"When the red sun sinks into the sea near Capri
and from the sky the pale crescent of the moon flashes..." -
so begins a famous hit of the 40s, the epitome of the longing for Italy in times of war and also later in the economic miracle.
"Longing for Italy" - a word that represents a unique phenomenon in European travel culture. Sure, holidays in Provence are a fine thing - but nobody talks about "longing for France", any more than they do about "longing for Spain" or "longing for Portugal". There is even a separate Wikipedia entry for the longing for Italy, because the phenomenon described by this term is centuries old - as old as the longing to set off for warmer climes.
However, travel as cultural migration is unthinkable in the Middle Ages - what you are left with when wanderlust grips you is: a pilgrimage to Rome. The best way to get there on foot is to pass through many exciting cities, get to know your homeland, new people and foreign food. Such a journey to Rome is an indispensable part of every medieval life that wants to look a little further than the edge of the wooden grotto bowl
If you are born a little bit later, two or three centuries, then you are probably in the middle of a spiritual movement that changes everything for people. And where is it, the cradle of this spiritual birth, the rebirth of antiquity? In Italy, of course. So that's where you also have to go if you don't live in the 12th century, but in the 15th century. There's a lot going on there, helicopters are invented and experiments are carried out on corpses, while at home you still think that the wheel is the pinnacle of intelligence and the priest is always right. Of course - without this Mainz invention you probably wouldn't notice so much of it. In any case, anyone who can read has a clear advantage even in the 15th century, and that was just ten percent of the population at most at that time. But the learning to read is starting now. Because where there are books and leaflets, sooner or later there will be readers. And then off to Italy, to look at pictures that somehow look much better since Brunelleschi developed central perspective in 1423.
And even in the 18th century, you would do well to set foot in Italy. At least, if you want to look smart. Ever since Goethe pined to see the country and disappeared from Weimar in a night-and-mist action, bored by court life and full of lust for the eternal city, it has become chic to take a closer look at this country. An educational trip does not lead to the Canary Islands. Ninety years before Thomas Cook founds a travel company that can last a good 200 years, people are already travelling to Italy. Because of the culture.
The longing for the land where the lemons blossom remains unbroken and is rekindled in the times when the first guest workers from Italy are looking for a new home here. Do you long for home, for warmth and beach, while you sweat in Essen at the steel stove? Sing a little. Sing about Italy. Remind people where the pistachio ice cream comes from and also the one with lemon. How it tastes to exchange lemon ice kisses before the setting sun in Capri, where your grandfather was a fisherman. And if you're not Italian but you know one, listen to him and dream yourself to Capri. To the warmth and sweetness of a bright day.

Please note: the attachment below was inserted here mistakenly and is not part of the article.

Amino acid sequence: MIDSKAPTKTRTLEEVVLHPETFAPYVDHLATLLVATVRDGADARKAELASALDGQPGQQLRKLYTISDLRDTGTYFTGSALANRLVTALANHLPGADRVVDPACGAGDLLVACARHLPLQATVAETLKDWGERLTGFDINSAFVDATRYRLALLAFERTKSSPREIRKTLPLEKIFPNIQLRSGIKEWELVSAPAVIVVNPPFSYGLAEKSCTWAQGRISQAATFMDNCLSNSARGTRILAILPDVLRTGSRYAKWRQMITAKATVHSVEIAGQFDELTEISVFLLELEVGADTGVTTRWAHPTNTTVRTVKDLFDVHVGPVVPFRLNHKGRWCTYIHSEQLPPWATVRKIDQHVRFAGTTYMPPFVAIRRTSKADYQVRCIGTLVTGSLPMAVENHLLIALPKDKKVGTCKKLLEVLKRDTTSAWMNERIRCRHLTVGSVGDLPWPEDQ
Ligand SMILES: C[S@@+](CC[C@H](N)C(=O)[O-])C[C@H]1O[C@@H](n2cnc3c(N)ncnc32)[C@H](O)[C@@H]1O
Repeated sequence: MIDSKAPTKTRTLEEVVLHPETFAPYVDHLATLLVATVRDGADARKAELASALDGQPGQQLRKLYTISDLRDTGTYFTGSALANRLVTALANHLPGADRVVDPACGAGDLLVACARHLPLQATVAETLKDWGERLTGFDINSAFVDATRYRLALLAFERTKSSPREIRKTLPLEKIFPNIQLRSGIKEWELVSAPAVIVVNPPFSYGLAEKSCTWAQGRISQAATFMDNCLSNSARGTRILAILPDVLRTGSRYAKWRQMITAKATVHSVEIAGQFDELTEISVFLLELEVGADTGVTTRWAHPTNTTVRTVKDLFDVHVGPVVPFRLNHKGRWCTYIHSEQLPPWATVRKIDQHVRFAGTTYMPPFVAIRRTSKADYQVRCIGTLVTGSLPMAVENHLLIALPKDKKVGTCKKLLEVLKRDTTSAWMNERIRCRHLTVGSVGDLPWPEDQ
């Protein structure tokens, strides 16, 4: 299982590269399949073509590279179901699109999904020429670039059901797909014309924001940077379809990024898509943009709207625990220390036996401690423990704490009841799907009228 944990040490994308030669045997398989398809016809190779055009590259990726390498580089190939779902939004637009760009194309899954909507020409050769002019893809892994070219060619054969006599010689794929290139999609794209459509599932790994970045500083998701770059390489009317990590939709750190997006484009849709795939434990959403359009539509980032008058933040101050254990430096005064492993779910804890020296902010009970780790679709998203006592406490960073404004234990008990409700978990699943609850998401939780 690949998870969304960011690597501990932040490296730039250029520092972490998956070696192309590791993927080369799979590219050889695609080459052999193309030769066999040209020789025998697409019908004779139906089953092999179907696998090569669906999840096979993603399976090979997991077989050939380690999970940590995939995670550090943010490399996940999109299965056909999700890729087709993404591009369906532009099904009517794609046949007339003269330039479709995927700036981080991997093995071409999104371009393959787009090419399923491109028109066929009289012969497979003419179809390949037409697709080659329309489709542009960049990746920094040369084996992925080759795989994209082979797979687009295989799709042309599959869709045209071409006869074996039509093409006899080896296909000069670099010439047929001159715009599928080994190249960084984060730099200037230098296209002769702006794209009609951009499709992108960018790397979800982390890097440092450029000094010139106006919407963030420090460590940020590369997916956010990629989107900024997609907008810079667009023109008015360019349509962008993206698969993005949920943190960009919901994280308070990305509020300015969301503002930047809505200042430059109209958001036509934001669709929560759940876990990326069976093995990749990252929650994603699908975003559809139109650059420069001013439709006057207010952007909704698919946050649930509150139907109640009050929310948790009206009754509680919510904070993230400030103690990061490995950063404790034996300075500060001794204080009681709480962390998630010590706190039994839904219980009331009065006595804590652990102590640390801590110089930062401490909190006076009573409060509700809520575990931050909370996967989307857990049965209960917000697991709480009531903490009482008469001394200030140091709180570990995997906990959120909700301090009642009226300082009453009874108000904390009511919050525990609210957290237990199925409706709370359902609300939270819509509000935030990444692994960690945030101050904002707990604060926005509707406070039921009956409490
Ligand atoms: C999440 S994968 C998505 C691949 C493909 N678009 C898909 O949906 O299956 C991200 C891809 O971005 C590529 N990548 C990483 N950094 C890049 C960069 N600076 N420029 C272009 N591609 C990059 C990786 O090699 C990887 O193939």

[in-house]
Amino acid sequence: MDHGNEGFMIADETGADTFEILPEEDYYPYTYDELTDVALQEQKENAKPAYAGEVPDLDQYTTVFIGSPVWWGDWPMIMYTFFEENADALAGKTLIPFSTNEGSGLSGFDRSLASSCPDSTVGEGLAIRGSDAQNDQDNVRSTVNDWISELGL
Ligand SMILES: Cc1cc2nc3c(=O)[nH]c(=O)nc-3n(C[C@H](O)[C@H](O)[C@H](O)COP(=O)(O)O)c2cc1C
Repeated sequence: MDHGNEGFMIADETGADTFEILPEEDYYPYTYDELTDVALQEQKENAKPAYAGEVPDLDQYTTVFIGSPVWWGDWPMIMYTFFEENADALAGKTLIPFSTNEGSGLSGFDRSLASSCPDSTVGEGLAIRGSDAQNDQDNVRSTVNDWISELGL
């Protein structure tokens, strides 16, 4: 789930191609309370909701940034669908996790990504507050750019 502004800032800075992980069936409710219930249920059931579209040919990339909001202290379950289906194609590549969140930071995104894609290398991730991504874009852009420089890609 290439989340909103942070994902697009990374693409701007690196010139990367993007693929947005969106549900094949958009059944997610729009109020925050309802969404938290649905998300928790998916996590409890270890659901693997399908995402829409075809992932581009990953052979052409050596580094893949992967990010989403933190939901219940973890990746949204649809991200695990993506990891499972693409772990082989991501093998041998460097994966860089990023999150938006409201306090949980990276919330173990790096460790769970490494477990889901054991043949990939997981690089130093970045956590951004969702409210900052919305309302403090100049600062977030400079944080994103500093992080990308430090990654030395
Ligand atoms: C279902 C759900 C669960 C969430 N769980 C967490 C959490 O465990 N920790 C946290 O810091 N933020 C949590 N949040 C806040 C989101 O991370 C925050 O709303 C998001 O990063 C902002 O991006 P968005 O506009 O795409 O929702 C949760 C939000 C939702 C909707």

But if you are living in 2020, in times of corona and home office, then you can also live out your longing for Italy olfactorily: with "Soleil de Capri" by Montale. At first you will notice a tart and tangy note, grapefruit for sure, but lemon is also present, and it smells very tasty and very fresh. Not sweet, but cheerful and bright. But the sillage of this fragrance, untypical for Montale, is actually not that strong. You don't attract attention with it, as it can happen with other scents of the brand. You simply smell very fresh, citrusy, clean and sparkling. The slightly oily consistency doesn't rub off creamy on your skin if you want to try it, but rather the way you know it from the essential oil of citrus fruits: shimmering, but relatively dry. So you really did a good grip. Envious people will whisper something about "synthetic". Don't hear that. It's all bullshit. Whatever. It's all about you being comfortable with your scent. And you can do that with "Soleil de Capri", because what you see in the opening is very harmonious and balanced, not too harsh, not too sweet, actually right in the middle, the attention is really focused on the scents that these fruits release when you peel them. If that's not a Capri feeling. And it gets even better: after only a few minutes already something floral penetrates into this citric freshness, very, very soft, very, very beautiful. On the one hand it softens the citrus notes a little in their intensity, on the other hand it catches them and lies under them like a bed of white petals. This makes your fragrance a multi-layered scent, it becomes exciting and refined, and makes you think of a seafront promenade with bougainvillea and hibiscus, which you stroll along while drinking a cool lemonade. And because you showered in the morning, even your skin smells so delicious in the sun, and this idea also comes to mind when you sniff "Soleil de Capri", because there's something in the background that smells so fresh and tenderly of your clean skin.
So you see, "Soleil de Capri" is a super nice scent, if you have no plans this year, have to stay home for the summer and still always think of Italy. You may not be able to travel there - but you can get a taste of it.
And the trip to Italy, you can do that in another year. Because this much is certain: The longing for Italy will always exist